Linebacker Ricky Brown - He is the Raiders' lone backup to second-year middle linebacker Rolando McClain and understands the role. Especially that of being the quarterback of the defense.

Linebackerdefensive end Jarvis Moss - Came on late after being cut by Denver and impressed coaches with his athleticism and nose for the ball. A great change-of-pace pass rusher, Moss hinted on Twitter Tuesday he was close to a deal with the Raiders.

Offensive lineman Khalif Barnes - Versatile big man who can catch a pass might have caught a break with so many youngsters on the offensive line. Could potentially challenge for the right tackle spot.

Offensive lineman Mario Henderson - What if the Raiders decided rookie Stefen Wisniewski was not ready to start at center yet, and they moved Jared Veldheer back to center? That would open a spot at left tackle for Henderson, right?
Offensive lineman Langston Walker - Purportedly, the Cal big man and ninth-year veteran is contemplating retirement. But if he could man right tackle while rookie Joseph Barksdale gets caught up, he could find a role again.

Quarterback Charlie Frye - Jason Campbell is the starter and Kyle Boller has been re-signed as the back-up. If the Raiders are unable to find that developmental QB they crave, QB coach-in-waiting Frye might be their guy.

Linebacker Sam Williams - A glue guy if ever there was one. He doesn't pile up stats, gaudy or otherwise, but he's a special teams standout and while there may not be a market for him, he'd come back for the vet's minimum and steady special teams play.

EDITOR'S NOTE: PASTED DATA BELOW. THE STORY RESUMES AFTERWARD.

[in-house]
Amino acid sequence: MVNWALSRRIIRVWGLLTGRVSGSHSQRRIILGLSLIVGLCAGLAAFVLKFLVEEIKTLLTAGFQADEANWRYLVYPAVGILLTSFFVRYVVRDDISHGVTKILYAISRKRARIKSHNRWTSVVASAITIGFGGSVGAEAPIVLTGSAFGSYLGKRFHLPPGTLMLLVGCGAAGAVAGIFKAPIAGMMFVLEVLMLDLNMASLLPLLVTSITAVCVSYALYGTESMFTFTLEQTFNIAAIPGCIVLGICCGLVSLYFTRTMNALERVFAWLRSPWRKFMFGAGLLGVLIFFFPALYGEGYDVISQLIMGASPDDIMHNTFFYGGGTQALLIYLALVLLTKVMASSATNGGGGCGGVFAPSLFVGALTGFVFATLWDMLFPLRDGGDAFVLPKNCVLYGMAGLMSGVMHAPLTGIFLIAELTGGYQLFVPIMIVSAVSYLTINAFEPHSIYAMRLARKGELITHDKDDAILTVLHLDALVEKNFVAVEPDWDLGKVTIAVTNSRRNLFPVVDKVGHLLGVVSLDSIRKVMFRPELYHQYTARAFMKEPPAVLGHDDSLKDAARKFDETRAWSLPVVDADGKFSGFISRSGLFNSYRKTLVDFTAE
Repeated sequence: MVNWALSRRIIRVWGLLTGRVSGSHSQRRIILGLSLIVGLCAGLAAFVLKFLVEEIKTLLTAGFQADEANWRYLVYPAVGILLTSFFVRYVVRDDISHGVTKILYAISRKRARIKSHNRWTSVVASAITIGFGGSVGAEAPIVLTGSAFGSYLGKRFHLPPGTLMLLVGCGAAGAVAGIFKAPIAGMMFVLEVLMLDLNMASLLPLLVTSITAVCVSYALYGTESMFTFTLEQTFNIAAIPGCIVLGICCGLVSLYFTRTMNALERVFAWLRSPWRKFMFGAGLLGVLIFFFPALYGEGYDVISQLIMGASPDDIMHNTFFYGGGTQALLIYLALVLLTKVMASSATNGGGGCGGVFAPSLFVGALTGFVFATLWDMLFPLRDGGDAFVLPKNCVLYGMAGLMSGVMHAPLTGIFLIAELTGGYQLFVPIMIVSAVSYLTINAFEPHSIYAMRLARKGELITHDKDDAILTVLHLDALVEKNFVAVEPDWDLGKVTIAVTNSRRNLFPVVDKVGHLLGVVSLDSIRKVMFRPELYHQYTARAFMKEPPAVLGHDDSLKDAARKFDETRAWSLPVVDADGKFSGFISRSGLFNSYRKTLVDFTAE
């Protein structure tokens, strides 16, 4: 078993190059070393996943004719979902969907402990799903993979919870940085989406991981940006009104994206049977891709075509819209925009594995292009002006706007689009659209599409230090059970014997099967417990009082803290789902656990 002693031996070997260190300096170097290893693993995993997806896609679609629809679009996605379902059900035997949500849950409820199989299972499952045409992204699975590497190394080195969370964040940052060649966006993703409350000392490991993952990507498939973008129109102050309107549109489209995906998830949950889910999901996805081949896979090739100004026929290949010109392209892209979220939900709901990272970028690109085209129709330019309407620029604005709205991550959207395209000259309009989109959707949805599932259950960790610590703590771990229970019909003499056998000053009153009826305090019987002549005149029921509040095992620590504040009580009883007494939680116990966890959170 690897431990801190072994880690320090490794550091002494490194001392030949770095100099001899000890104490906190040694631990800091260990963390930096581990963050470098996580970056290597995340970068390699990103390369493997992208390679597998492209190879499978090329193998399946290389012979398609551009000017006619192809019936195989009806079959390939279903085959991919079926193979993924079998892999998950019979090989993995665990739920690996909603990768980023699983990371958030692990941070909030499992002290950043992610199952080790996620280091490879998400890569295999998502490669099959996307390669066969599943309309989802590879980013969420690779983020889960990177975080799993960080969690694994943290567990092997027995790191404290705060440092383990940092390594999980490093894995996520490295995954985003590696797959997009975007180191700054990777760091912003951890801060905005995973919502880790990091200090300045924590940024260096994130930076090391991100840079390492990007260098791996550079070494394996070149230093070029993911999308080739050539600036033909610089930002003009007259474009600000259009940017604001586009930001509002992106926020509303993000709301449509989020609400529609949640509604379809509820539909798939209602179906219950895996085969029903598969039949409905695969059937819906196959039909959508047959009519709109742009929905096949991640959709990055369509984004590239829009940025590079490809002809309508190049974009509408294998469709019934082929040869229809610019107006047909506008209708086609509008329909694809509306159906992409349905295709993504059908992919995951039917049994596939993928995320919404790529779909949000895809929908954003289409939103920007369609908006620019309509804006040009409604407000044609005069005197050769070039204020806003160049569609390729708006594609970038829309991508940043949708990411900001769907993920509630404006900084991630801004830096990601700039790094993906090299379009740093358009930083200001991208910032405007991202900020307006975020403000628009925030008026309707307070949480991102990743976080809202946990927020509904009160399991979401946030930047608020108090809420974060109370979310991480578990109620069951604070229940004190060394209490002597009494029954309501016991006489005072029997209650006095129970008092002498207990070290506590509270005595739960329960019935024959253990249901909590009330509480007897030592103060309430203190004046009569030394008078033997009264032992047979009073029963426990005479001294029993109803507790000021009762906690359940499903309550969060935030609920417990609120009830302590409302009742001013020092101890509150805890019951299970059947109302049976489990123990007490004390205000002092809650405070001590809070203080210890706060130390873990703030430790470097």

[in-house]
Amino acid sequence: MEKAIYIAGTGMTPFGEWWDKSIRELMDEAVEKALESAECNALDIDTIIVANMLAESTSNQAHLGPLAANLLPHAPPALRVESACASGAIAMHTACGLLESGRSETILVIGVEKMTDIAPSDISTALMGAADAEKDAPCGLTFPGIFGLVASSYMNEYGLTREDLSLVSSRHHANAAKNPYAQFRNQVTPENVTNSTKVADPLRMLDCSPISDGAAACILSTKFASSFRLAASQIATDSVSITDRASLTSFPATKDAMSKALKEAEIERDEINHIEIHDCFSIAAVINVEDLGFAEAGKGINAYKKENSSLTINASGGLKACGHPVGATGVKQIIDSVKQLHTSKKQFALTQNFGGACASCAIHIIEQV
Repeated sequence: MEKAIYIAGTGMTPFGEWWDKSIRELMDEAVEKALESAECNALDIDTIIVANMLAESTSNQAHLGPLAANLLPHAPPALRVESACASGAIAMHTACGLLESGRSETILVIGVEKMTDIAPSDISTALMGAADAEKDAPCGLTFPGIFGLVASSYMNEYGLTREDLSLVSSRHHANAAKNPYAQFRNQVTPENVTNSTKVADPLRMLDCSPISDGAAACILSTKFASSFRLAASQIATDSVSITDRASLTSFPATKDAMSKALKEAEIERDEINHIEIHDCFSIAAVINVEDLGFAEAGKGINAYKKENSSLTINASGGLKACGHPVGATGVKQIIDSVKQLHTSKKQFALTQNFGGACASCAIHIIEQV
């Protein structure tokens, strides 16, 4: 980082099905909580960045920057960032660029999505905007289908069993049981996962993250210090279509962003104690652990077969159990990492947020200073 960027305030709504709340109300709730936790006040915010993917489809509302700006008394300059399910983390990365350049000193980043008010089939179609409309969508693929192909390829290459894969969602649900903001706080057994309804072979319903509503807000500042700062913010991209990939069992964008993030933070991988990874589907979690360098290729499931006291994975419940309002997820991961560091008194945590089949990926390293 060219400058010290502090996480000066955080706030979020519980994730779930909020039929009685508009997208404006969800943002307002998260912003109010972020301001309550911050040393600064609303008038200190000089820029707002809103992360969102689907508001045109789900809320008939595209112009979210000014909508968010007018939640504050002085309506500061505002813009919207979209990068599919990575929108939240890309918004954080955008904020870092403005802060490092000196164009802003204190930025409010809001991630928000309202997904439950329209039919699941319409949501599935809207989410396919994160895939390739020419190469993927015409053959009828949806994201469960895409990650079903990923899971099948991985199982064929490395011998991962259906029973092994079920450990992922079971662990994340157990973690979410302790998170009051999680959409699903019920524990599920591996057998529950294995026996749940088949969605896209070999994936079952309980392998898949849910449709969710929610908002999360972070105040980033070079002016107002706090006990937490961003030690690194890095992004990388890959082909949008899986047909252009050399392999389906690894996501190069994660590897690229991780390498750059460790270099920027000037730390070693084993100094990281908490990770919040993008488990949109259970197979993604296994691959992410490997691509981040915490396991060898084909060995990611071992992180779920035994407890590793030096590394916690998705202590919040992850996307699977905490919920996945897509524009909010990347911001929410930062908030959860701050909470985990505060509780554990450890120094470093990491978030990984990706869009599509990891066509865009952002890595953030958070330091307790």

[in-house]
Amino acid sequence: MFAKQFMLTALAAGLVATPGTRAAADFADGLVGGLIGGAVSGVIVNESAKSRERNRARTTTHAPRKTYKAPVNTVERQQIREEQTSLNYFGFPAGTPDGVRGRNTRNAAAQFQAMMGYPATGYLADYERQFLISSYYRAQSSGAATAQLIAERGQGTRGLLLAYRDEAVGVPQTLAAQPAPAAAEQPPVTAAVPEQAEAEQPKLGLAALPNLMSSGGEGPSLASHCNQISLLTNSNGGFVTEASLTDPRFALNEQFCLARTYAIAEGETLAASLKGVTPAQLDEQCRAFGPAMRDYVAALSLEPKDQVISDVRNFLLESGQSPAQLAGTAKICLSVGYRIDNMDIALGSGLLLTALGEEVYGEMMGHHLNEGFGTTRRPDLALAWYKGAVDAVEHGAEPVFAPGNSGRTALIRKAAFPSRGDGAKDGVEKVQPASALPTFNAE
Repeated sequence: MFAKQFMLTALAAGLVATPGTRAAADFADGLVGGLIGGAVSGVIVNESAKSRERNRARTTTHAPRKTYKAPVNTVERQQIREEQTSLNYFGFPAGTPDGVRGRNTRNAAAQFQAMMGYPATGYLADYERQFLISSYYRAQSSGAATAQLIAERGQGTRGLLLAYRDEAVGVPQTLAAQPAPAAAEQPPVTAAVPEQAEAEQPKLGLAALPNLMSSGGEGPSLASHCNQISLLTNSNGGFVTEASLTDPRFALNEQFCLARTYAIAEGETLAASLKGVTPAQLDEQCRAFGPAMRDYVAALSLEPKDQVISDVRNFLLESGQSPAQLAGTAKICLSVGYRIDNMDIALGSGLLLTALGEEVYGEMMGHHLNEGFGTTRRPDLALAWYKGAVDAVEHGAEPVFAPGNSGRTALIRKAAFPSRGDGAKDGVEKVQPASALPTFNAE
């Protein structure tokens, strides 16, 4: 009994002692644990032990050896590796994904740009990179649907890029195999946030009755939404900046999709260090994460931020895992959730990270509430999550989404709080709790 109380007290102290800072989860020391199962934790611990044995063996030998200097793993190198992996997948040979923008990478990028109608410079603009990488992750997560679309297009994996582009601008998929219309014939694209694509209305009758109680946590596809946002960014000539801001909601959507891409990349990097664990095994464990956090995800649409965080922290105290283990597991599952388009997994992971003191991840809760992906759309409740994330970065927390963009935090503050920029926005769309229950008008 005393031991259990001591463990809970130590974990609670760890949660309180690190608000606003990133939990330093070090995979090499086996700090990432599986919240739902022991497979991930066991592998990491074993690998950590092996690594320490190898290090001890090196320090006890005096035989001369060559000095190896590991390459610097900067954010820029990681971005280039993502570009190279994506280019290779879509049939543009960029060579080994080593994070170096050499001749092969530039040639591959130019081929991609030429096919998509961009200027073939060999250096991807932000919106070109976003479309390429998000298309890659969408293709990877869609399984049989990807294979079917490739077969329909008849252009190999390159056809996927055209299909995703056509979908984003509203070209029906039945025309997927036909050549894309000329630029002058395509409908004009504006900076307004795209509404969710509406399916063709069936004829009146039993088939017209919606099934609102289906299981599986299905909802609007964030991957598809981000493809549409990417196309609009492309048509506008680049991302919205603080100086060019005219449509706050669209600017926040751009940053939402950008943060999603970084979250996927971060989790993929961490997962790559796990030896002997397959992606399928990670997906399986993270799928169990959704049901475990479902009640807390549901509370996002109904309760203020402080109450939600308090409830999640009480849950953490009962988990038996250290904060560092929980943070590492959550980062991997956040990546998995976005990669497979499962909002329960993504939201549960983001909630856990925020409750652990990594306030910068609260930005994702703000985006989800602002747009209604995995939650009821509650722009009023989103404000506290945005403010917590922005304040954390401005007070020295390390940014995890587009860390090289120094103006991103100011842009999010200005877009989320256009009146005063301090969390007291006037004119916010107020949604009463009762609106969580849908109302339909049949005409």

Black category
Can't really see the Raiders bringing them back or making an effort to

Offensive lineman Robert Gallery - Is the one-time cornerstone left tackle-turned-left guard in Seattle with Tom Cable yet? Both team and player have already bid adieu.

Receiver Johnnie Lee Higgins - Has not been the same, as a pass catcher or kick returner, since getting blasted by Eric Weddle going across the middle in the 2009 season opener. Jacoby Ford's emergence makes JLH more than expendable.

Linebacker Thomas Howard - From starting at weakside linebacker to forgotten special teams player. How did he get into the doghouse so quickly? His speed might find him a roster spot, but not the money he once envisioned.
Center Samson Satele - Li'l Wiz being named the starting center on draft weekend all but sealed Satele's fate. The salary cap issues and Satele becoming a UFA probably settled it.

Quarterback Bruce Gradkowski - From folk hero to purported distraction and having his health questioned publicly by Al Davis. Not exactly a recipe for staying in Oakland.

Quarterback J.T. O'Sullivan - Who? Exactly. Late season-signee who came aboard when Gradkowski's season was ended prematurely.

Raiders' first-round pick Conley opens up on emotions after off-field issues

Raiders' first-round pick Conley opens up on emotions after off-field issues